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Wheeler-Feynman lonely star

  1. Jan 17, 2014 #1
    I have been reading today about the Wheeler-Feymann absorber theory and it occurred to me that it there was no absorber there would be no emission. What would this mean for a universe that has only one star? Would it be able to rid itself of energy or not?
     
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  3. Jan 17, 2014 #2

    DrChinese

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    I have discussed this with a number of others here. They felt that this situation would not occur, ie that there would be no suppression of light emission into free space.

    I am not so sure that all interpretations would say the same thing. Specifically: if we live in an accelerating and expanding universe, the Milky Way will eventually become a lonely galaxy. Even now, there are substantial volumes of space which cannot ever receive light we send out today because it is receding faster than a critical amount.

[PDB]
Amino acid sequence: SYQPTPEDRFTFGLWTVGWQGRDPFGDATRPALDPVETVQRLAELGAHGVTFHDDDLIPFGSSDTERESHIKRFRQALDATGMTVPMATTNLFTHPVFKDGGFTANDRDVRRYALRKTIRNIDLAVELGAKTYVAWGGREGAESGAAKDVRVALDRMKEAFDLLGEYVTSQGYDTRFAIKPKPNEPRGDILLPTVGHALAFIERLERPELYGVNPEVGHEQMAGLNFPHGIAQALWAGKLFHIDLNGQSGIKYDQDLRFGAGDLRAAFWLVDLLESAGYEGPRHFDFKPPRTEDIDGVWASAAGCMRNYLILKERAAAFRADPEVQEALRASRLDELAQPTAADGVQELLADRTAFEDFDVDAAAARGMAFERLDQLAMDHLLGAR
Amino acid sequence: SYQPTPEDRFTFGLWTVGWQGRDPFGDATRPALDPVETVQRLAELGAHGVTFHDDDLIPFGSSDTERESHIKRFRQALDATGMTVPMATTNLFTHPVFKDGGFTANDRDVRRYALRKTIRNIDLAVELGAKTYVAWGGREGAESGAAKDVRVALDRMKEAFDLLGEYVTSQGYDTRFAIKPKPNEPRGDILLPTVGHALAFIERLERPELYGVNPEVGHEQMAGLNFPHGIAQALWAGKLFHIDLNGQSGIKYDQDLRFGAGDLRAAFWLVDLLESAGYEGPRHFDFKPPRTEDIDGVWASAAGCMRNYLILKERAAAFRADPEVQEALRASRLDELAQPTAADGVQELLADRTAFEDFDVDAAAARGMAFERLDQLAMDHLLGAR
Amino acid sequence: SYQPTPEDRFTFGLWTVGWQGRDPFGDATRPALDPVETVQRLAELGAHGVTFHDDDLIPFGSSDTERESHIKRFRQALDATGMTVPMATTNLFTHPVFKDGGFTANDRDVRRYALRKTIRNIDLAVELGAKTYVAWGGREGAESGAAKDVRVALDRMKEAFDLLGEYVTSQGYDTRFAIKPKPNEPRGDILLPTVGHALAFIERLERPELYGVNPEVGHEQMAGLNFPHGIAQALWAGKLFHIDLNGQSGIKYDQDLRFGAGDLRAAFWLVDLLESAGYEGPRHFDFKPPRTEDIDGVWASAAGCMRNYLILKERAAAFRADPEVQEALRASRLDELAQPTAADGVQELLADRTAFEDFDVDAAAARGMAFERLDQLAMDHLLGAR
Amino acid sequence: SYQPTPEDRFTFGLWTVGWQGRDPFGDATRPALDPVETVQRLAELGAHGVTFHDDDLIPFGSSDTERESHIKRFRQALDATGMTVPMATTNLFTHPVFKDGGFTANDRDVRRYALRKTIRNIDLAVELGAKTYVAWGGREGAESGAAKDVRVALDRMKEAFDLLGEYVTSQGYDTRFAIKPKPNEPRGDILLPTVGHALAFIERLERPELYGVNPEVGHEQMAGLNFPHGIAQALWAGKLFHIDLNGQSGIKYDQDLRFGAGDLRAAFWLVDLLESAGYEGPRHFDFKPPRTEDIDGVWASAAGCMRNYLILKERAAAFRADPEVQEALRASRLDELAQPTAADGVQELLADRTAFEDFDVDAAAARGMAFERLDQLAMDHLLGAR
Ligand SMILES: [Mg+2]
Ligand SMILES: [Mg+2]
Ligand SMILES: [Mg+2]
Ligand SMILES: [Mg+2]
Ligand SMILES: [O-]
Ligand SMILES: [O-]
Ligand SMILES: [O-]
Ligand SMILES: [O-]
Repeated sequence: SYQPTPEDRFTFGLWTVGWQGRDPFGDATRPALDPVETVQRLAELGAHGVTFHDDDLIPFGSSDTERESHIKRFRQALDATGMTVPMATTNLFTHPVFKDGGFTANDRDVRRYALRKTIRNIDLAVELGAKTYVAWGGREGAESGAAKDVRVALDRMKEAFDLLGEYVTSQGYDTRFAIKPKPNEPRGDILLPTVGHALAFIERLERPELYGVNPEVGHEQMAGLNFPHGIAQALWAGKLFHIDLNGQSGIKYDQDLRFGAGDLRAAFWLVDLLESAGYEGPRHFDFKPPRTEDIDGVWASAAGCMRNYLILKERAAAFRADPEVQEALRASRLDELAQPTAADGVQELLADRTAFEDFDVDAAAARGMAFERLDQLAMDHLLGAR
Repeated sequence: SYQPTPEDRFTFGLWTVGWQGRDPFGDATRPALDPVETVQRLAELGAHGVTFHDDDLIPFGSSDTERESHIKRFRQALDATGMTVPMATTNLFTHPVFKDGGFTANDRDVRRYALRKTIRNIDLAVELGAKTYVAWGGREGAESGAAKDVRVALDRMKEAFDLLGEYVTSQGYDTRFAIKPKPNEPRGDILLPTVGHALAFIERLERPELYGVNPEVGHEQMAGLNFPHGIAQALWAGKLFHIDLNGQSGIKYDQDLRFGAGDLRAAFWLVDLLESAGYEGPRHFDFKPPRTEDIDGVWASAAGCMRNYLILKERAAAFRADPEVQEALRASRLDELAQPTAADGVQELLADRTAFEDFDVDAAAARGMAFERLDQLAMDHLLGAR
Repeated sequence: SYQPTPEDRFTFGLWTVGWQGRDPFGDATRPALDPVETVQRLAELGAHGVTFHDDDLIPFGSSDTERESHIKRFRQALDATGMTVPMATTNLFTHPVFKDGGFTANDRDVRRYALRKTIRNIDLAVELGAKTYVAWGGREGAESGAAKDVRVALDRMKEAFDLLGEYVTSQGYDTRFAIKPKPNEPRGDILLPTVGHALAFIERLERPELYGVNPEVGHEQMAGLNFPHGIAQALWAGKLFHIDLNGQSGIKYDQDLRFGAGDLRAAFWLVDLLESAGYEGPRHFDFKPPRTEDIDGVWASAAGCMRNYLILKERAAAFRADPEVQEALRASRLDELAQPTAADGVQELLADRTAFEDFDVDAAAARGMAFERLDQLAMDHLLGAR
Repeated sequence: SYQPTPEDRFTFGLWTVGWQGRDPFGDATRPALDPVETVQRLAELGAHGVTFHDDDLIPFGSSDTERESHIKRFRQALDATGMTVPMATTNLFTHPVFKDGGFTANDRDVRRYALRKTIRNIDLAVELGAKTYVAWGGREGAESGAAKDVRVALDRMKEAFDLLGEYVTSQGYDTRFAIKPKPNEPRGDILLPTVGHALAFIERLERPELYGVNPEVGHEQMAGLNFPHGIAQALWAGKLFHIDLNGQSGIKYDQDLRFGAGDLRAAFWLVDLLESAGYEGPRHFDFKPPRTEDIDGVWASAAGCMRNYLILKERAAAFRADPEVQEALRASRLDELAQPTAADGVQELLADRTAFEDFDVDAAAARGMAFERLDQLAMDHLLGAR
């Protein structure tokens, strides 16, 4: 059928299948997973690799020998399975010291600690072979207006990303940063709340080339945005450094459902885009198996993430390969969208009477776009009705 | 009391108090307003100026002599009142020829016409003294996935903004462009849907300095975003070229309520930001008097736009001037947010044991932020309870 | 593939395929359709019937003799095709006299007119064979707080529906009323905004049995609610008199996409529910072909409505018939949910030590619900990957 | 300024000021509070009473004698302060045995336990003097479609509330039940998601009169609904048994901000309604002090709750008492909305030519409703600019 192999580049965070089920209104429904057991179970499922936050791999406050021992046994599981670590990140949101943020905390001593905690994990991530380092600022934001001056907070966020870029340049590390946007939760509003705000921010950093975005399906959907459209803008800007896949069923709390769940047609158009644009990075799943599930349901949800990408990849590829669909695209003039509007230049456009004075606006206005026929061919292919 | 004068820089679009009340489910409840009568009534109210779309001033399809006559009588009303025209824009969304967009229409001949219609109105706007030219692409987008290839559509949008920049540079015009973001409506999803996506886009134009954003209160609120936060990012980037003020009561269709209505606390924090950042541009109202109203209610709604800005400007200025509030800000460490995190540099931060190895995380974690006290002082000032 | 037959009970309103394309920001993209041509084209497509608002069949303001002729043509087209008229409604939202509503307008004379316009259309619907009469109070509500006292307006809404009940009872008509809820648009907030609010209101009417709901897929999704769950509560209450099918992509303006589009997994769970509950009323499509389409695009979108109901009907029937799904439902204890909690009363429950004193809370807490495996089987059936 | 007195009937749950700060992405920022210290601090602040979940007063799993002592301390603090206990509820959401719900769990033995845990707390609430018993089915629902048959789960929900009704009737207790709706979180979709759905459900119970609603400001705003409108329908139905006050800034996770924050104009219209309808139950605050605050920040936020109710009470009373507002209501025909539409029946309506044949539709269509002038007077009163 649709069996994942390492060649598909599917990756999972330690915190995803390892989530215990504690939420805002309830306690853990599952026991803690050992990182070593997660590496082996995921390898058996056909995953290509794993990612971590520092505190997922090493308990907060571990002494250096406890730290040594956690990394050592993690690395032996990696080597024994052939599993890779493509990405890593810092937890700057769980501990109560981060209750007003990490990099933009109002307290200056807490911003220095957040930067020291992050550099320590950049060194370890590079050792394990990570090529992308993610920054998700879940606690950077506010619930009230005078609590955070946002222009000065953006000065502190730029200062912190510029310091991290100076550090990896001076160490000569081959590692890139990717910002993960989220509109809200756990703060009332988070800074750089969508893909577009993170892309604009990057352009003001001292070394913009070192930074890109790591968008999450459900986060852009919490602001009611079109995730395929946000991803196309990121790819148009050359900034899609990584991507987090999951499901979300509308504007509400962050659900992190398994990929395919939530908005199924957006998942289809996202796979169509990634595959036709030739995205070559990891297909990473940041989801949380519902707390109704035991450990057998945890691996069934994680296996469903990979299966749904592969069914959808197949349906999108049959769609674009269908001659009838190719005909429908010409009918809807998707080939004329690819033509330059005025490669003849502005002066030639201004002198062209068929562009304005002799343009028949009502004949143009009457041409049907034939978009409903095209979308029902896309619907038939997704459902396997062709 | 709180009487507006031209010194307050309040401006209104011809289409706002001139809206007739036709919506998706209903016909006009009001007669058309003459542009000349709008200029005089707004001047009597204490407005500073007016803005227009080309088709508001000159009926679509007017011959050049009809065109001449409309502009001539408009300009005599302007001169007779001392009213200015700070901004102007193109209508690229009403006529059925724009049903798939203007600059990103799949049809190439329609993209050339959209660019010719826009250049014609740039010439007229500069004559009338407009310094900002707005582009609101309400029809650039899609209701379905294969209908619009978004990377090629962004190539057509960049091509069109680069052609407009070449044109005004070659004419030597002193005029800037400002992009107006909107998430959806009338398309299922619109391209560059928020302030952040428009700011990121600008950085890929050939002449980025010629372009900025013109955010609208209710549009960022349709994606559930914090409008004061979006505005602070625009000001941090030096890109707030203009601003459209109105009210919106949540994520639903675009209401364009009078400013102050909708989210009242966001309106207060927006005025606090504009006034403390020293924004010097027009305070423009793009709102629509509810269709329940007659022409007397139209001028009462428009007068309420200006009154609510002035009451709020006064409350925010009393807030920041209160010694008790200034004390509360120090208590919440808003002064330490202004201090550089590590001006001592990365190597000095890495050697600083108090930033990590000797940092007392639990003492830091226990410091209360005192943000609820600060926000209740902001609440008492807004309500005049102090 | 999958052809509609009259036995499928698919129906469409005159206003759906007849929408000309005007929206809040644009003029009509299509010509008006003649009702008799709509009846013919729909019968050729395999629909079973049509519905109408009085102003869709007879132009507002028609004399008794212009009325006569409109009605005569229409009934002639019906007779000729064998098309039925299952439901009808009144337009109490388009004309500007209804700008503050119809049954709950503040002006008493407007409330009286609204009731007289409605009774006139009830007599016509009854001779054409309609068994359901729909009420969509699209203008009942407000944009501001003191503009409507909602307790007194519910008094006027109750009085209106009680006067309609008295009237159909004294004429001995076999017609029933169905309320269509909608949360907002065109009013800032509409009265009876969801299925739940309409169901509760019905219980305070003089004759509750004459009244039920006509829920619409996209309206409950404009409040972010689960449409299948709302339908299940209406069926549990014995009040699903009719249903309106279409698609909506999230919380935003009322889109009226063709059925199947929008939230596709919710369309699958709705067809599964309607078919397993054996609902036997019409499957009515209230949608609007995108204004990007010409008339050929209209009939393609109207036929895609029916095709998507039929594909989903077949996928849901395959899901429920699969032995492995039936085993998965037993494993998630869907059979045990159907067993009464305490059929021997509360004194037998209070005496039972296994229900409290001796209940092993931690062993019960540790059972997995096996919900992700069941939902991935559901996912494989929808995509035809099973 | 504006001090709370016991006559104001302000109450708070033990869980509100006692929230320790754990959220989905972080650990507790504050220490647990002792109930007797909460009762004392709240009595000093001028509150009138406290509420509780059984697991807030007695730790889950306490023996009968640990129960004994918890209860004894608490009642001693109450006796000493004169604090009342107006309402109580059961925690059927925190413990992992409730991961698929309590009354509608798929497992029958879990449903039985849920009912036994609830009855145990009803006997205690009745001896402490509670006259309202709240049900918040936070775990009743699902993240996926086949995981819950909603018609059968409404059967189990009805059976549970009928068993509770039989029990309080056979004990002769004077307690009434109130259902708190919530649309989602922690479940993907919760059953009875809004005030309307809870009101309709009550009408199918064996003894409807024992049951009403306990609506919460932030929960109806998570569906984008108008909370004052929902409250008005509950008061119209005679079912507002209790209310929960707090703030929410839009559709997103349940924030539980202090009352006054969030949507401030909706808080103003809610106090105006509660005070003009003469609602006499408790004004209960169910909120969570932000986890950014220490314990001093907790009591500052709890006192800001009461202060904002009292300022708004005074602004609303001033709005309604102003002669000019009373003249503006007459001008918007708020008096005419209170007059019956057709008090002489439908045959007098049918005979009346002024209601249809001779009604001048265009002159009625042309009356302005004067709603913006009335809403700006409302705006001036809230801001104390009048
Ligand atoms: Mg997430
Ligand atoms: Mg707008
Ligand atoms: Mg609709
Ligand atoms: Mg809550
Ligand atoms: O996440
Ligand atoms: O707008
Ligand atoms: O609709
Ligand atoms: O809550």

I personally believe that an experiment can demonstrate that to be either true or false. I might bet on a null result, but who knows?
     
  4. Jan 17, 2014 #3

    DrChinese

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    The experiment would be as follows: Alice and Bob each receive an entangled photon, and each has a beam splitter and detectors oriented such that:

    Alice's Detector 1 goes off with Bob's Detector 1
    Alice's Detector 2 goes off with Bob's Detector 2
    Bob's 2 detectors go off equally often.

    If Alice re-routes her Detector 1 stream* instead to far deep space (where it can never be absorbed), then Bob's Detector 1 cannot go off in those cases (due to conservation considerations). A change in the ratio of clicks at Bob's 1 and 2 detectors would be evident. That is because Detector 1 would click less than before.

    Now keep in mind that were this analysis correct, you could also perform FTL signalling from Alice to Bob. So that is a strong indicator that a null result would be forthcoming.


    *And this stream is obviously no longer going to Detector 1.
     
  5. Jan 18, 2014 #4
    Thank you. I would imagine that aiming them exactly into a void region would be highly problematic. Is there any other way to prevent a photon being absorbed?
     
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